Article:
"42% of medical cannabis samples contained at least one contaminant at levels that would have failed testing in Maine's adult use program."
"Maine's Medical Use of Cannabis Program has evolved dramatically since Maine legalized medical cannabis in 1999 and established the program's statutory framework in 2010. Early on in the program, Maine's registered caregivers were each cultivating and producing cannabis and cannabis products for a small number of patients with whom they had individual relationships.
106,000 Patients at Risk
"Today, however, medical program participants are serving more than 106,000 patients statewide rather than a handful of patients each. Similarly, at the inception of Maine's medical program, mandatory testing was not a universal best practice; while today, mandatory cannabis testing in medical and adult use programs (including Maine's adult use program) is a national standard—a standard Maine's medical program fails to meet.
"Maine's medical cannabis laws have not kept up with these state and national changes, and they do not go far enough in protecting the state’s vulnerable patients who use cannabis as medicine.
"Arguments against mandatory testing have historically included misinformation and criticism about Maine's certified cannabis testing facilities (CTFs). For a testing facility to accept and analyze cannabis samples in Maine's Adult Use Cannabis Program, they must go through a lengthy and rigorous accreditation and certification process with the state, plus they must attain accreditation from an independent, third-party accreditor, ISO/IEC, an international standard for demonstrating competent facility operation and valid results.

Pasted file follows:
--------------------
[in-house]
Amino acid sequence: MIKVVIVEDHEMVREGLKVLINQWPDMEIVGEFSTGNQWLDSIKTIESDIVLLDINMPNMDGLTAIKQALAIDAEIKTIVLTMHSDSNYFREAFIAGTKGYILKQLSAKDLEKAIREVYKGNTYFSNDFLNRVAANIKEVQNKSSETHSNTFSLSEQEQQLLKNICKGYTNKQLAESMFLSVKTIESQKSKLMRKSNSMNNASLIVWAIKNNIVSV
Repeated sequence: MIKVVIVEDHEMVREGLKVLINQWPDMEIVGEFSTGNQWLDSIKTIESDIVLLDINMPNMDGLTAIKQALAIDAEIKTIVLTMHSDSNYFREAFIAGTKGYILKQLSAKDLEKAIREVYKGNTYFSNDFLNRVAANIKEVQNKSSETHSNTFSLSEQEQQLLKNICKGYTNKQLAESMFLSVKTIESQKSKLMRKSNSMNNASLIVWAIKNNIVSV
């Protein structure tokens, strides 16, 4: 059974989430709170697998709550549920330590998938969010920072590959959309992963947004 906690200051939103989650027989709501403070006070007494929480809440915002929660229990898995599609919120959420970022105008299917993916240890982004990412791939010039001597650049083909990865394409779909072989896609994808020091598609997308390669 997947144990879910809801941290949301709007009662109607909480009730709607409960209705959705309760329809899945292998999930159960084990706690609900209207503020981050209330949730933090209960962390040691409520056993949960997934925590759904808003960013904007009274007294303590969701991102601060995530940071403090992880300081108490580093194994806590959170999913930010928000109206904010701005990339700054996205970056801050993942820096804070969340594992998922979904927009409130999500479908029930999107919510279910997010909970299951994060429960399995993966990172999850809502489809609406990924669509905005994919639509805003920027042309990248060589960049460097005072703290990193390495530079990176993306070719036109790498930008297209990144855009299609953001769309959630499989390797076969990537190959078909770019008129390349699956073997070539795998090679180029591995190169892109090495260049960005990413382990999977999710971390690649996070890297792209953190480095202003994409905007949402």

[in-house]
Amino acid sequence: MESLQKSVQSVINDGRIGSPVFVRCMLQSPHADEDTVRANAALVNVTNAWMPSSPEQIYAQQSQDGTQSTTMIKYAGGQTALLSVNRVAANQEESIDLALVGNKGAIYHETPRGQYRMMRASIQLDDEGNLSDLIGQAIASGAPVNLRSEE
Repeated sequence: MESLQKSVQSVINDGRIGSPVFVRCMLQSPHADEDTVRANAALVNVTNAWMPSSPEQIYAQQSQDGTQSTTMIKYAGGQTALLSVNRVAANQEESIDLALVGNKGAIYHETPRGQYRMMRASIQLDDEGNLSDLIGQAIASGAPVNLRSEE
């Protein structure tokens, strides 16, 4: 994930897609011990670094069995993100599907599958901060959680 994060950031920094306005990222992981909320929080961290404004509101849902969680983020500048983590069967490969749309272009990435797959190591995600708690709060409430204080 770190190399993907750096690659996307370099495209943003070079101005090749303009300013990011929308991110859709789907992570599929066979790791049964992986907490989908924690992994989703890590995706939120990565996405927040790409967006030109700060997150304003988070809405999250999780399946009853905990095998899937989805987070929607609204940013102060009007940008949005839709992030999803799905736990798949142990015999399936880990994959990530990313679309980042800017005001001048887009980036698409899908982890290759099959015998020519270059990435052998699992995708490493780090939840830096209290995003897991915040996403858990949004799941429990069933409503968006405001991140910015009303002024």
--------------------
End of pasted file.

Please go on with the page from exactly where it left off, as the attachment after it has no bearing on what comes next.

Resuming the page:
"In its own analysis to investigate claims of inconsistent potency test results by Maine CTFs, OCP found there to be no bias and a high degree of comparability between the three CTFs operating throughout the two-year period analyzed.
"Implementing mandatory medical cannabis testing is but one part of protecting Maine's medical cannabis patients as multiple reforms are necessary."
"The rigorous standards set for Maine CTFs are detailed throughout this report so that accurate information is available for future discussions about mandatory testing. Maine's reliable and accurate certified testing facilities have the capacity and expertise to keep Maine's medical cannabis supply chain free of harmful contaminants.
Mandatory Cannabis Testing?
"Implementing mandatory medical cannabis testing is but one part of protecting Maine's medical cannabis patients as multiple reforms are necessary to modernize Maine's medical cannabis program. Identifying harmful contaminants in the medical cannabis supply chain is important, but absent an inventory tracking system and changes to the confidentiality protections for program registrants, the impacts of such mandatory testing are limited at best.
"Maine's 106,000+ medical cannabis patients deserve a comprehensive solution that prioritizes their health and safety, and the primary goal of future policy conversations around mandatory medical cannabis testing must be to keep Maine's patients safe."
View the original report.